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Hundreds of students gather yesterday in front of the Ministry of Education to protest high school textbook revisions in Taipei. Revisions are slated to teach a version of history which maintains that Taiwan is a province of the Republic of China and maintain the claims of the Republic of China to mainland China which are part of the ROC Constitution, but more generally teach the version of history upheld by the KMT. Indeed, as was mentioned during the rally itself, the textbooks claim that Mount Everest is the nation’s highest mountain rather than Taiwan’s Jade Mountain—of course, Mount Everest is hardly located in Taiwan. Textbooks will be in use for the next twelve years. Many protestors were of high school or college age, though protests also saw the participation of many older individuals.


As has been noted, what has been extraordinary about protests to date about the textbook revision issue is the young age of participants, where high schoolers themselves are contesting the history which is taught to them. The issue has seen some attention in international media as of late because of the issue of high school textbook revisionism, usually in favor of a political conservative bias, being a global phenomenon. However, the participation of high schoolers themselves in protests about the textbooks they will use in protests would seem to be a phenomenon particular to Taiwan and Hong Kong, which, as it were, both face the issue of pro-China textbook revisions.

Yesterday’s protest was small compared to previous protests which had taken place earlier this month on July 5th. With rain and heavy humidity, many attendees left early. The protest itself largely consisted of speeches through a “civic discussion” in which all with viewpoints were invited to on stage and express them. This had been a common feature of protests during the Sunflower Movement and during the antecedent anti-nuclear movement, particularly the “Five-Six Movement” protests which took place every Friday at Freedom Plaza in Taipei for close to two years. Notable speakers included Fan Yun, founder of the Social Democratic Party.


If the protest went without any incidents of violence, the only moment in which this seemed like a possibility was when a man wearing an apron that said “Ma Ying-Jeou Resign”  threatened to light the pile of textbooks which had been left by high school students outside the Legislative Yuan on fire, but did not seem to have a lighter himself to do so, or was unwilling to actually take the risk of arrest himself. Members of the Free Taiwan Party were also out in force, the long-term encampment of the closely affiliated Alliance of Referendum for Taiwan outside of the Legislative Yuan being located nearby. No responses from the Ministry of Education took place during the rally itself, in particular, Minister of Education Wu Se-Hwa was out of the country yesterday.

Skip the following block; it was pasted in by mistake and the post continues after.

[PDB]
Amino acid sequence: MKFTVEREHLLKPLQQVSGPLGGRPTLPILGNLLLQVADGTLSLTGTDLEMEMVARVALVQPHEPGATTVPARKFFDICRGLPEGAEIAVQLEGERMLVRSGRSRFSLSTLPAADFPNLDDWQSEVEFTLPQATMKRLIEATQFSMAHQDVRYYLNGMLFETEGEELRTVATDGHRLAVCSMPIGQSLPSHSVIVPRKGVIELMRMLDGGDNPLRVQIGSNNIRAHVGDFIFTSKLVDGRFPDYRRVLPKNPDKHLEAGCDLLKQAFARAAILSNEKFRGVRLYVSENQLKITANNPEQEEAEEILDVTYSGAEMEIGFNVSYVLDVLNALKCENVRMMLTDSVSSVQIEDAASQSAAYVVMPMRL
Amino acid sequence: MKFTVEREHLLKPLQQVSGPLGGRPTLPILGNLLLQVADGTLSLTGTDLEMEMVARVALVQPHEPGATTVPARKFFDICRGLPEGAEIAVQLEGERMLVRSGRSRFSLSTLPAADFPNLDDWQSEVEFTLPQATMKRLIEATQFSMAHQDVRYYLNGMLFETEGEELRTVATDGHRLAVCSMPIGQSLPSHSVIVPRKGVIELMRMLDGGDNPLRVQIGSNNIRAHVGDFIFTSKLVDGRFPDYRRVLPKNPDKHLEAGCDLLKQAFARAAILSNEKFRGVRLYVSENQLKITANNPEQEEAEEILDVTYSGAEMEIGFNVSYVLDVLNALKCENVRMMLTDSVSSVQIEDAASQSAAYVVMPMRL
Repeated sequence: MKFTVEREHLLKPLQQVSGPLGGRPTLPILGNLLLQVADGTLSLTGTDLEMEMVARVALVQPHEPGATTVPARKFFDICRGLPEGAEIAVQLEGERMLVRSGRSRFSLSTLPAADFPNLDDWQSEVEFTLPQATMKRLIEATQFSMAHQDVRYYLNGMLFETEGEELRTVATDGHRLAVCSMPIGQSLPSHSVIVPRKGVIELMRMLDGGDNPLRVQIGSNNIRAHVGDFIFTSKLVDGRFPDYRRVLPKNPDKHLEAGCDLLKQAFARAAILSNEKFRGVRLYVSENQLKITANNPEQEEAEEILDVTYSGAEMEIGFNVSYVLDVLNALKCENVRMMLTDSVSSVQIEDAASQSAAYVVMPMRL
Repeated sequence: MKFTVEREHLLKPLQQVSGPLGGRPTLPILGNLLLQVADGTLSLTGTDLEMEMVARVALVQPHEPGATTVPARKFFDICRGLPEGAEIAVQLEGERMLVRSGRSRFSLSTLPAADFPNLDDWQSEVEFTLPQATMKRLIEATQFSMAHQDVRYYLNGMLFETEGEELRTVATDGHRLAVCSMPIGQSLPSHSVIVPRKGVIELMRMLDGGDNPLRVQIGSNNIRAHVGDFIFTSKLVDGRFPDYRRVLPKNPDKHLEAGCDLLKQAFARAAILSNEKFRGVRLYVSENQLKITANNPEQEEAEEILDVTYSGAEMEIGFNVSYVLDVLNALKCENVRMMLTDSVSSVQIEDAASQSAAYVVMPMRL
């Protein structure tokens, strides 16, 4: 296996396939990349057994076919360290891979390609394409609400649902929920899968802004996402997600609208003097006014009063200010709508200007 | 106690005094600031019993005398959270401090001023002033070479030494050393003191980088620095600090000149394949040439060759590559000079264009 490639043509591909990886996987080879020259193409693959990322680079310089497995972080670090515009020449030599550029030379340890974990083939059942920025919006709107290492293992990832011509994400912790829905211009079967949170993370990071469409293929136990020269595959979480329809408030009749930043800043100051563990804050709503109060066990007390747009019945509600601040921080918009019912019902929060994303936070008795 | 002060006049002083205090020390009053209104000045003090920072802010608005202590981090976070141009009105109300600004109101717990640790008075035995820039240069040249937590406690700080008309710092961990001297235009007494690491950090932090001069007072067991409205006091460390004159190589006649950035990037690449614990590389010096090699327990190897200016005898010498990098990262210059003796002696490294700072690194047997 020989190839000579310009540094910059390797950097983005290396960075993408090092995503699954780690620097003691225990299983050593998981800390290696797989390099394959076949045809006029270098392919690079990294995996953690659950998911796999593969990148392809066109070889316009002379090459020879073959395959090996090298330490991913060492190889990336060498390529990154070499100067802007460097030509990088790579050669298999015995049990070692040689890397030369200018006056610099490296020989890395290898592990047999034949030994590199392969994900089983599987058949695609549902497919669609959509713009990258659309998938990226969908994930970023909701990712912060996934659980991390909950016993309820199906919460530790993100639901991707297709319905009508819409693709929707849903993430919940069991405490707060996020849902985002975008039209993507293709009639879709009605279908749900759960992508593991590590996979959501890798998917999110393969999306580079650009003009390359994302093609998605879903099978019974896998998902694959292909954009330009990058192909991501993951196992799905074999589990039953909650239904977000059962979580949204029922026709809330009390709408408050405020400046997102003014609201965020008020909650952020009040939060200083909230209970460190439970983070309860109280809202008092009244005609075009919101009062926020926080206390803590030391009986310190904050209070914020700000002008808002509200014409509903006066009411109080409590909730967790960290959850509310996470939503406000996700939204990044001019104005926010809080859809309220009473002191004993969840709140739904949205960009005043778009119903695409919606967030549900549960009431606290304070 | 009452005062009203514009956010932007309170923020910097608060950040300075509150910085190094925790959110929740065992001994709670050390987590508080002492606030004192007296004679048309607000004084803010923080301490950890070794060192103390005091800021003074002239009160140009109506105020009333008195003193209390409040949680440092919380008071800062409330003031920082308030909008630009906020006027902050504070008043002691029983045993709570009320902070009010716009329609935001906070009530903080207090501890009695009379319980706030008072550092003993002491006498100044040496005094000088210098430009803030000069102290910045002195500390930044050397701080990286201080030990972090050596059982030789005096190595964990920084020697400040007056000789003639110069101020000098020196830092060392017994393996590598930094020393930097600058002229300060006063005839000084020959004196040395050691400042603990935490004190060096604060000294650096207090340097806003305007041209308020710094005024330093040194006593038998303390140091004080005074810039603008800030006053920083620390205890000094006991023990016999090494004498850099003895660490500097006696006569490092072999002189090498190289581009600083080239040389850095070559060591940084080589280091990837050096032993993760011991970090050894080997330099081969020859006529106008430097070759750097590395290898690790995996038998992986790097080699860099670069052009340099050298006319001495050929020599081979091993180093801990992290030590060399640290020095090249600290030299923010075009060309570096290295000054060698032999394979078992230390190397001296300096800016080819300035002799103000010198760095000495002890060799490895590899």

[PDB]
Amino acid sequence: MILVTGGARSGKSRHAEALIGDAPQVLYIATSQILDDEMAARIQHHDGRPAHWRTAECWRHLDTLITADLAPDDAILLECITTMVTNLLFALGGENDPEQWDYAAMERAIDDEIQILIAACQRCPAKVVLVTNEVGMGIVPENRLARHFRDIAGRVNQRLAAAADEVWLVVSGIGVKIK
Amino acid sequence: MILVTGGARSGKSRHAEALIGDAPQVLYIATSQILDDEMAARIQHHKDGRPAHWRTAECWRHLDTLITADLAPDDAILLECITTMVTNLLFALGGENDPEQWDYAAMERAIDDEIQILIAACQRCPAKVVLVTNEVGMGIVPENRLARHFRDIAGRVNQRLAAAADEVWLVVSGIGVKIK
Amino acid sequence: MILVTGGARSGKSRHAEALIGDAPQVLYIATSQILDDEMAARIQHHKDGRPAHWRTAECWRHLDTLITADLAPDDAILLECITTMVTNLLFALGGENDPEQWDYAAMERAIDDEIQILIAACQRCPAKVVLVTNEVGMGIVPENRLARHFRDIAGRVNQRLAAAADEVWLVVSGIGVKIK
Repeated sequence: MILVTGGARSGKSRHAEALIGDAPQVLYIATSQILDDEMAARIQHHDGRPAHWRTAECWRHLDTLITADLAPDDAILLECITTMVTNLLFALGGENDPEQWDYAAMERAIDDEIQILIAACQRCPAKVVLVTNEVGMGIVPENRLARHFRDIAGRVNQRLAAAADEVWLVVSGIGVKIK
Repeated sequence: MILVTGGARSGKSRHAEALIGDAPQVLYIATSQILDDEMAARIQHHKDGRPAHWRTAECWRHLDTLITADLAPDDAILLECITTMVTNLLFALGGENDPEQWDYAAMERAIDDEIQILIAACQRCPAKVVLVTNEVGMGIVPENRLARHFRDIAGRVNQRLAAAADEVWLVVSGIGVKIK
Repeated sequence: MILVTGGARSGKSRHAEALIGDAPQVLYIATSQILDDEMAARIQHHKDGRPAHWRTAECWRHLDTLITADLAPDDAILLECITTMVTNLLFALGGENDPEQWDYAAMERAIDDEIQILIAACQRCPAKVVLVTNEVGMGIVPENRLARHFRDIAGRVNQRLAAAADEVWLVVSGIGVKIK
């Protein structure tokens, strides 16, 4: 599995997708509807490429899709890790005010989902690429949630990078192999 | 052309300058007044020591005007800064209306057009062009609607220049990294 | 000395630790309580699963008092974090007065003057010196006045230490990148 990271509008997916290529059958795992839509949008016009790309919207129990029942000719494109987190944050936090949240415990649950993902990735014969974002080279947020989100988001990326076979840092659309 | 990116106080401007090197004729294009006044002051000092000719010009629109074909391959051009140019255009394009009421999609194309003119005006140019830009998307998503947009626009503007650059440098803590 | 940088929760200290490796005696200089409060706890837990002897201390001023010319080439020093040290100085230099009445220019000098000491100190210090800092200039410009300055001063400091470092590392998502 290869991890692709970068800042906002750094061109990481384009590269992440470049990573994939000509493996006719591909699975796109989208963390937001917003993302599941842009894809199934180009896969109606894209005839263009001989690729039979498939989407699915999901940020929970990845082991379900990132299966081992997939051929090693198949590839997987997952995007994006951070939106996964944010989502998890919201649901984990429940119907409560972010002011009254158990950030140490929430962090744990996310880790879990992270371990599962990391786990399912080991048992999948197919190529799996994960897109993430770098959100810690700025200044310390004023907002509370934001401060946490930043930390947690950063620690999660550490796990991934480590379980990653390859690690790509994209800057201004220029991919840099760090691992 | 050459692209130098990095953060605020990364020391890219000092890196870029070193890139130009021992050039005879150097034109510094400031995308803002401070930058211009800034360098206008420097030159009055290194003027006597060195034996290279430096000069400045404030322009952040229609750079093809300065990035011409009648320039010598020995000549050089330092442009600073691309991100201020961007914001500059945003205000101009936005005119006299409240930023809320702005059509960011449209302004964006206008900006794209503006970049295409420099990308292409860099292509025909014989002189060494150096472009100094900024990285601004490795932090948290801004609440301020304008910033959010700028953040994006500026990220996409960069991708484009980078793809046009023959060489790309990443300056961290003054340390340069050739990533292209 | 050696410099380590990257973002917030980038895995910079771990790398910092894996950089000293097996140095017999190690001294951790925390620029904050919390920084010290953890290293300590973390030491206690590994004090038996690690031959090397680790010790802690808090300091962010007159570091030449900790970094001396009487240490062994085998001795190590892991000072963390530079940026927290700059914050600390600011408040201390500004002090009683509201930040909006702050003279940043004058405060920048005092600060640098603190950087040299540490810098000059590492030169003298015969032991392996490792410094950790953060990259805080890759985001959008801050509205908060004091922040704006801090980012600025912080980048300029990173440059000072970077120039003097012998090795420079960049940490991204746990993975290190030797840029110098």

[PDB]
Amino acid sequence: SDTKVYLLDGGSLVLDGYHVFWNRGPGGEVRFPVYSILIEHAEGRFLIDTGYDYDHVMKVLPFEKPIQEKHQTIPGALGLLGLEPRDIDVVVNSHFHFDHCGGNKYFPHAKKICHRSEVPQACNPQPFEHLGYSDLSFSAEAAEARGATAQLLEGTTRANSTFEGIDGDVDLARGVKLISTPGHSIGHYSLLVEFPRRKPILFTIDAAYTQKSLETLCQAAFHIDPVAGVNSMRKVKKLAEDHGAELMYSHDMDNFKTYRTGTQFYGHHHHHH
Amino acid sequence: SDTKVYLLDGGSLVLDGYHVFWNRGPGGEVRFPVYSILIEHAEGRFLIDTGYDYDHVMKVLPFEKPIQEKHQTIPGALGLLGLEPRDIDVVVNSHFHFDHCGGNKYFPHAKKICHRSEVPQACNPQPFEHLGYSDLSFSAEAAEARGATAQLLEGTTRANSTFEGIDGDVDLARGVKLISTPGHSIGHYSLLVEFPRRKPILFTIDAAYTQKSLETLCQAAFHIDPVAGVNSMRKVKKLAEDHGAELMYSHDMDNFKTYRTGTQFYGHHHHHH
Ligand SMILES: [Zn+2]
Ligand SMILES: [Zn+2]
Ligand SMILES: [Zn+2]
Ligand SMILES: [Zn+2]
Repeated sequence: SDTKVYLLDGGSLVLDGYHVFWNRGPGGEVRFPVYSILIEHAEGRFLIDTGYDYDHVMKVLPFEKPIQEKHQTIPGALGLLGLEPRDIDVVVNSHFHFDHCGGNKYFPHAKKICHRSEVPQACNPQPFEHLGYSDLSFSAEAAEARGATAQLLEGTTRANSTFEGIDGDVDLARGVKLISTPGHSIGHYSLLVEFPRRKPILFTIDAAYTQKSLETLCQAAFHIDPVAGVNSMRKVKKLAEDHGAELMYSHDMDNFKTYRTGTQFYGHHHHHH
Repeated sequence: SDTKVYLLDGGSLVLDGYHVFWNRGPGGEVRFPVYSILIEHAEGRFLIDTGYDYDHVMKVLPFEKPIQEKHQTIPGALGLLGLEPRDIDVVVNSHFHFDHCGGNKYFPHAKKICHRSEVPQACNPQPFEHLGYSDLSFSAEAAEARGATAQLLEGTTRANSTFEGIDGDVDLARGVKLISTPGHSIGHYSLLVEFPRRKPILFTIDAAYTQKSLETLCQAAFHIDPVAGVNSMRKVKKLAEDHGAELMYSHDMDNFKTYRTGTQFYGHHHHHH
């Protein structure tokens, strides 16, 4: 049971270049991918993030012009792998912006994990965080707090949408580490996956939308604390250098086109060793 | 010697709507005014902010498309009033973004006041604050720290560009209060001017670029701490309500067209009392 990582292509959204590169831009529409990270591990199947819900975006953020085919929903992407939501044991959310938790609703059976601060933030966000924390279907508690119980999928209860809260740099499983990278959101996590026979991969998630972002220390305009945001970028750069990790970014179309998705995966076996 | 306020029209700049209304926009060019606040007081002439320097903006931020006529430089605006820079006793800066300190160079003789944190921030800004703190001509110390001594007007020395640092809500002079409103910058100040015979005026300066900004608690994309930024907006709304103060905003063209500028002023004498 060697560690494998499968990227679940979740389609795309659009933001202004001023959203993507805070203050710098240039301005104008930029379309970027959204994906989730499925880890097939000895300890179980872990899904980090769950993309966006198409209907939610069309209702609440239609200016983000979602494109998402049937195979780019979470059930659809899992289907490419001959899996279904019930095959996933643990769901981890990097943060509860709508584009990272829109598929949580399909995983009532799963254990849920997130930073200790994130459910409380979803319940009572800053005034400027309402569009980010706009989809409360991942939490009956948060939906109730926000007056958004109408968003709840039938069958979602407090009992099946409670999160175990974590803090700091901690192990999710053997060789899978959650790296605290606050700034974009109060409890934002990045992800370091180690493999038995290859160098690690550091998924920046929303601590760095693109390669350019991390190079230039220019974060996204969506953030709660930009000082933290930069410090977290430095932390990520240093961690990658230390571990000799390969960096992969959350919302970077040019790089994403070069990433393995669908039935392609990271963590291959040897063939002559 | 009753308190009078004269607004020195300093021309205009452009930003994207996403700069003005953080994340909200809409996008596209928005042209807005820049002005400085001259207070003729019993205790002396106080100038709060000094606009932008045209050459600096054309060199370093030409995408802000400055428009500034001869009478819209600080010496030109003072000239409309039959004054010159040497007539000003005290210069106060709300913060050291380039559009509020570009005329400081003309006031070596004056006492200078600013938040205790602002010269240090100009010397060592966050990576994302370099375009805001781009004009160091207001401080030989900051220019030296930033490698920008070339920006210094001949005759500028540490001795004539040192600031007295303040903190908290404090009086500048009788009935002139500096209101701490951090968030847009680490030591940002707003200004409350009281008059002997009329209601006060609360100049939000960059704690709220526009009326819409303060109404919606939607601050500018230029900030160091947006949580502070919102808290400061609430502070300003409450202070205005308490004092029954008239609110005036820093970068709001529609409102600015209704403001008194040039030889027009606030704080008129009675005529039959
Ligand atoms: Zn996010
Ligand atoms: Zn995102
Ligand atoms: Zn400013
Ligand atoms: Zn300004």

However, if it is difficult to determine how many participants were also participants in the Sunflower Movement, we might note a growing split between high school students and the largely college-age Sunflower Movement activists over issues of tactics and organization, with criticisms by Sunflower Movement veterans that textbook activists were blindly repeating the tactics of the Sunflower Movement regardless of whether they had been successful tactics or not. Indeed, the textbook revision issue and the planned encirclement of the Ministry of Education was often billed as a “Second Sunflower Movement”. Yet for this claim to be made, suspects that a large amount was banking on that some kind of dramatic action like last year’s spontaneous invasion of the Legislative Yuan would occur.

Actually, what we might also note is the means by which the KMT government was largely preparing for a siege on the scale of the Sunflower Movement. Apart from the eight foot wall of barbed wire and razor wire which surrounded the Ministry of Education and nearby buildings such as the Ministry of Foreign Affairs, a source inside the Ministry of Education confirmed that the building was sealed off—and that employees entered through underground tunnels, where there is apparently a network of tunnels around the government buildings around Shandao Temple area. Maps inside the building itself were removed in order that potential occupiers would not be able navigate the building once inside, although one suspects this would not have been very useful as a measure had any occupation attempts took place. Perhaps we may find the siege preparation by the government to be symbolic of how the KMT is at war with Taiwanese youth over what is Taiwan’s past is—and in that way, also what its future will be.

Protests have not ended, with another rally planned for later today, plans to continue the encirclement of the Ministry of Education for the next month, plans to hold further “civic discussions” outside the Ministry of Education, and calls for future actions. It remains to be seen whether future actions will draw out more participants, where yesterday’s protest were noticeably smaller. It remains to be seen whether there is some measure by which textbook revisions can be withdrawn, though as with the Sunflower Movement, mass protest can lead to the government backing down on policy changes it previously said were too late to change. But in the absence of means attract more participants or escalate actions, the issue may ultimately end with a defeat on the part of Taiwanese civil society.


Author: Brian Hioe
Photo Credit: Brian Hioe
Biography: Brian Hioe (丘琦欣) is an M.A. student at Columbia University, a freelance writer on politics and social activism, and an occasional translator. He is formerly a resident of Taipei, Taiwan.

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